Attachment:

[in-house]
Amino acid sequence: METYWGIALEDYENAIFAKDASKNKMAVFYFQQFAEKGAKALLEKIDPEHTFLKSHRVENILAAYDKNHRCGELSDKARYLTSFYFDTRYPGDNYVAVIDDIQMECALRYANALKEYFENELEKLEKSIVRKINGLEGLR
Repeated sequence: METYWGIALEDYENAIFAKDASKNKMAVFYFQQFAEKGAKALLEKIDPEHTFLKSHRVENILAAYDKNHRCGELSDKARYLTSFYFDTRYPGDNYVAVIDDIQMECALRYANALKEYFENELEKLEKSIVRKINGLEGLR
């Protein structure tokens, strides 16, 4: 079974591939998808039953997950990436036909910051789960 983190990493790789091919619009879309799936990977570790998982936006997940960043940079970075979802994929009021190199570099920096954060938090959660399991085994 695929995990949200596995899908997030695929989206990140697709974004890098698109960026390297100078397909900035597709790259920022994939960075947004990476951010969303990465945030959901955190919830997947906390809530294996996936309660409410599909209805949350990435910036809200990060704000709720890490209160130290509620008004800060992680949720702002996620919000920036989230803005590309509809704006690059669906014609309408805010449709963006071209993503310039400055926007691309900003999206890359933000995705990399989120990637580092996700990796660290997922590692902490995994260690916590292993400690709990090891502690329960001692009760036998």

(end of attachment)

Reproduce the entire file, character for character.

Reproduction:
[in-house]
Amino acid sequence: METYWGIALEDYENAIFAKDASKNKMAVFYFQQFAEKGAKALLEKIDPEHTFLKSHRVENILAAYDKNHRCGELSDKARYLTSFYFDTRYPGDNYVAVIDDIQMECALRYANALKEYFENELEKLEKSIVRKINGLEGLR
Repeated sequence: METYWGIALEDYENAIFAKDASKNKMAVFYFQQFAEKGAKALLEKIDPEHTFLKSHRVENILAAYDKNHRCGELSDKARYLTSFYFDTRYPGDNYVAVIDDIQMECALRYANALKEYFENELEKLEKSIVRKINGLEGLR
């Protein structure tokens, strides 16, 4: 079974591939998808039953997950990436036909910051789960 983190990493790789091919619009879309799936990977570790998982936006997940960043940079970075979802994929009021190199570099920096954060938090959660399991085994 695929995990949200596995899908997030695929989206990140697709974004890098698109960026390297100078397909900035597709790259920022994939960075947004990476951010969303990465945030959901955190919830997947906390809530294996996936309660409410599909209805949350990435910036809200990060704000709720890490209160130290509620008004800060992680949720702002996620919000920036989230803005590309509809704006690059669906014609309408805010449709963006071209993503310039400055926007691309900003999206890359933000995705990399989120990637580092996700990796660290997922590692902490995994260690916590292993400690709990090891502690329960001692009760036998």